What To Do During The Yin Phase

During the Yin phase of your monthly cycle, it’s important to take the time to replenish your blood from menstruation and recuperate your Yin. Keep eating protein-packed blood nourishing food like meat, eggs, and leafy greens. And because we’re more likely to overheat when our Yin is low, try adding cooling foods like cucumber, mint, or fish to your diet.

It’s also a good idea to focus on relieving stress, which can build up when our Yin is low. Try yoga with a friend, meditating, journaling in the morning, or drinking chamomile tea.

Ovulation

Out of all of those eggs you grew during the follicular phase, it’s likely that only one will grow to be full sized. During ovulation (which takes place about 2 weeks after menstruation), this egg is released from your ovary and heads down the fallopian tube towards your uterus. If it doesn’t meet up with sperm during that time, it will die.

TCM doesn’t consider ovulation its own phase–instead, it’s when a shift starts to occur from Yin to Yang. Because Yang is associated with heat and activity, you might feel a lot more energy during this time of the month. You might get some uncomfortable symptoms during ovulation like cramping or even spotting. This is usually caused by stagnant Qi. Some foods that can help get things moving again are ginger, turmeric, mint, cumin, and garlic.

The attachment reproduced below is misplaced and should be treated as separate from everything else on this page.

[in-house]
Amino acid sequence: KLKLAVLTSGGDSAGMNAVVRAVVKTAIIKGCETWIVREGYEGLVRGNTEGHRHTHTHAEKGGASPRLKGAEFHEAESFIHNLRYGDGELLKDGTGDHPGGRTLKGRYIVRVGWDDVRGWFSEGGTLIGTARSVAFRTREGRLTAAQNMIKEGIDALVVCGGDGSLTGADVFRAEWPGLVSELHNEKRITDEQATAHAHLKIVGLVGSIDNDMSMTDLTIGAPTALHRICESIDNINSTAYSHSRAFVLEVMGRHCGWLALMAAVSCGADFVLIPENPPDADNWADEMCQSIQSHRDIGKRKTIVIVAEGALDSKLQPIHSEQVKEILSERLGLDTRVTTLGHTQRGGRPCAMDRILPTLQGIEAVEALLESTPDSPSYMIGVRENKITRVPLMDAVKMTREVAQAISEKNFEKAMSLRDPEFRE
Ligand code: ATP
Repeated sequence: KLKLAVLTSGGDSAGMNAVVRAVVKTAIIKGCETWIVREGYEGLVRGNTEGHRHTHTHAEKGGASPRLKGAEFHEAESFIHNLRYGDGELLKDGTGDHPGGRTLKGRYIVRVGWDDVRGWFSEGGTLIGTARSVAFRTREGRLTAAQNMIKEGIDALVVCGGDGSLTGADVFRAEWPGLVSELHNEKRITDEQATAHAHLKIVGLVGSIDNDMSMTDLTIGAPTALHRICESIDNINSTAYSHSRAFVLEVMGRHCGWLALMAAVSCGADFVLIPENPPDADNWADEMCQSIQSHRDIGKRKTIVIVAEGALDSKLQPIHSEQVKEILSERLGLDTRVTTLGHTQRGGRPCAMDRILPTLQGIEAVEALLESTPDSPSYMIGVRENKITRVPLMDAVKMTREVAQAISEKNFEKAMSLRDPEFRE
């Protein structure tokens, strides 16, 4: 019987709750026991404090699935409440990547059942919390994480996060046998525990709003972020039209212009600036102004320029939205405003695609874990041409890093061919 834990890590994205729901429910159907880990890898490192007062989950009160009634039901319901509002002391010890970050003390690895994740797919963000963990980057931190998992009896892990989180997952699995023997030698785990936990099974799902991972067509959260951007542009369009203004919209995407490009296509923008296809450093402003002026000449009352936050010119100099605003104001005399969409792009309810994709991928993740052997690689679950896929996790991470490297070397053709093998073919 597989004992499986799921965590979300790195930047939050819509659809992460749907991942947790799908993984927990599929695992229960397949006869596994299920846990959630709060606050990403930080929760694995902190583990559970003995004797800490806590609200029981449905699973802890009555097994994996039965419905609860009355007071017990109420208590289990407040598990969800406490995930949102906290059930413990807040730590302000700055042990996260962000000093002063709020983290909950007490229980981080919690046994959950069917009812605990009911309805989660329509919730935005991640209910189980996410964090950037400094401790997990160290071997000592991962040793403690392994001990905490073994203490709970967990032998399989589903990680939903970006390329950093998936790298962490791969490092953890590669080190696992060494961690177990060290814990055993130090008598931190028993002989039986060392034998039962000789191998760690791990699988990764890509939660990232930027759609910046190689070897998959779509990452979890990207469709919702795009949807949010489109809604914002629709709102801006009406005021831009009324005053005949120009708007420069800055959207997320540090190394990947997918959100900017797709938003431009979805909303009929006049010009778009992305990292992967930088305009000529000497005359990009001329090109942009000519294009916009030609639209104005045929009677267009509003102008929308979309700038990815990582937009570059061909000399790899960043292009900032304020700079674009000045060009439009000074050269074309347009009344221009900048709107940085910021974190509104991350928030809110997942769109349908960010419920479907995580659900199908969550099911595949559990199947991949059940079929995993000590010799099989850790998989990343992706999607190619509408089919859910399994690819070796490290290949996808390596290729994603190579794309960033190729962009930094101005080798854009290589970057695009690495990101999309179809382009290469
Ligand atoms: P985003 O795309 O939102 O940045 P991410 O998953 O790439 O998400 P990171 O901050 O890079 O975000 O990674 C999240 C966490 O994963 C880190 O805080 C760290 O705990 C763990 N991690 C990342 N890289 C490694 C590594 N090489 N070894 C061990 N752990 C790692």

The Yang Phase

Yang Phase in Eastern MedicineWestern medicine considers ovulation the third stage, with the luteal phase coming in last. TCM breaks up the luteal phase into 2 parts: the Yang phase and the Qi phase.

During the luteal phase, the old follicles left behind on your ovaries start to release hormones that keep thickening the lining of your uterus in the hopes that an egg will get fertilized and stick to it. If a fertilized egg does latch on to the uterus, more hormones are produced to help make the perfect conditions for pregnancy.

If the pregnancy doesn’t take, you’ll shed everything out during your period as the cycle repeats itself.

What To Do During The Yang Phase

From the TCM POV, the Yang phase happens during days 15-21 of the 28 day cycle. Your body is building up its Yang energy, and you can help it along by doing energizing activities like cardio workouts. Focus on stretches and moves that target your pelvis to encourage more blood and Qi to flow there. You can also eat some spicy food to encourage circulation and energy.

The Qi Phase

Qi Phase in Eastern MedicineLast but not least, there’s the Qi phase which occurs around days 22-28. During this time, your estrogen and serotonin hormones are going to drop, so you might start to feel some PMS symptoms, including depression or a low mood.

If your Qi gets blocked up and stagnant during this phase, you’re likely to end up with some pretty intense PMS. You might get emotionally overwhelmed, have intense food cravings, feel painfully bloated and gassy, and have tender breasts. The same foods that helped you during ovulation will help stimulate your Qi now, too.

During the Qi phase, your body is getting ready to go back into the blood phase and start the whole thing over again.

Hormones are complicated little chemicals, and they like to switch things up on us. But when you get to know your own body and monthly cycle, you can get better at managing your mood swings and keeping things under control.